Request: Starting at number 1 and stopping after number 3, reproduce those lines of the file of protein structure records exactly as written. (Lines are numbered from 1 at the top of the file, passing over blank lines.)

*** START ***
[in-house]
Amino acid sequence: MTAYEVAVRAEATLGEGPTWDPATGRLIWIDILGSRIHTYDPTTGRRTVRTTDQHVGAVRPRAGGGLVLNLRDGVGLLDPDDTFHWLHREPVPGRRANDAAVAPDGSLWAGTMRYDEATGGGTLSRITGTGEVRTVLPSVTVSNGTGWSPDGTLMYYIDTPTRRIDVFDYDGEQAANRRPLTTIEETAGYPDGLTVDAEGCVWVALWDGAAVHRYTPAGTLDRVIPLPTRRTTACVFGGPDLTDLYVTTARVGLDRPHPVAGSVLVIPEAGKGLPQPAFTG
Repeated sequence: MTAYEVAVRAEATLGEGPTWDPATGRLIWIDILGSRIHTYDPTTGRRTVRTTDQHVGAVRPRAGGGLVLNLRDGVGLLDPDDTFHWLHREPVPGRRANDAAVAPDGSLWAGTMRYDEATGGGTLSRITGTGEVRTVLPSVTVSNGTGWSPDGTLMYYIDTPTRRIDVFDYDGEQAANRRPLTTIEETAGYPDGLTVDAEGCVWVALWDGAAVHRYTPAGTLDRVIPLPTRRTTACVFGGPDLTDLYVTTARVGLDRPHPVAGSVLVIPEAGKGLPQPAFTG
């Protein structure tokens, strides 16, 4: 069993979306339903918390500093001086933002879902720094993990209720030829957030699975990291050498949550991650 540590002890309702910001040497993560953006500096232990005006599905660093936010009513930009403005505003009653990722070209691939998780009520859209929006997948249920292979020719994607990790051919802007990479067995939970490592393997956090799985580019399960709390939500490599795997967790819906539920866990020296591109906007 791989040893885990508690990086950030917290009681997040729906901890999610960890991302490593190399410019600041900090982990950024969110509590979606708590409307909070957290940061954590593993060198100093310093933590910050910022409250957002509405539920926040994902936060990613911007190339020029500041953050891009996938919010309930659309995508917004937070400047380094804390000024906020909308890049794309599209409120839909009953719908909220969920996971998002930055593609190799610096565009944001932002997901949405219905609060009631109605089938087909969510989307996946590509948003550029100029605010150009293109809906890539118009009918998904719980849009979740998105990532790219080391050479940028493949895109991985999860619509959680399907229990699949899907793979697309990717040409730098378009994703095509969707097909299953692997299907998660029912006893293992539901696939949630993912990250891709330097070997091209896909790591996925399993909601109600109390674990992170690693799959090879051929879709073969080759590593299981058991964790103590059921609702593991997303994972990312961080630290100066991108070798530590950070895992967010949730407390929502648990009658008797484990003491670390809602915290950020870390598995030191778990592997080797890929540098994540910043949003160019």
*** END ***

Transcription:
[in-house]
Amino acid sequence: MTAYEVAVRAEATLGEGPTWDPATGRLIWIDILGSRIHTYDPTTGRRTVRTTDQHVGAVRPRAGGGLVLNLRDGVGLLDPDDTFHWLHREPVPGRRANDAAVAPDGSLWAGTMRYDEATGGGTLSRITGTGEVRTVLPSVTVSNGTGWSPDGTLMYYIDTPTRRIDVFDYDGEQAANRRPLTTIEETAGYPDGLTVDAEGCVWVALWDGAAVHRYTPAGTLDRVIPLPTRRTTACVFGGPDLTDLYVTTARVGLDRPHPVAGSVLVIPEAGKGLPQPAFTG
Repeated sequence: MTAYEVAVRAEATLGEGPTWDPATGRLIWIDILGSRIHTYDPTTGRRTVRTTDQHVGAVRPRAGGGLVLNLRDGVGLLDPDDTFHWLHREPVPGRRANDAAVAPDGSLWAGTMRYDEATGGGTLSRITGTGEVRTVLPSVTVSNGTGWSPDGTLMYYIDTPTRRIDVFDYDGEQAANRRPLTTIEETAGYPDGLTVDAEGCVWVALWDGAAVHRYTPAGTLDRVIPLPTRRTTACVFGGPDLTDLYVTTARVGLDRPHPVAGSVLVIPEAGKGLPQPAFTG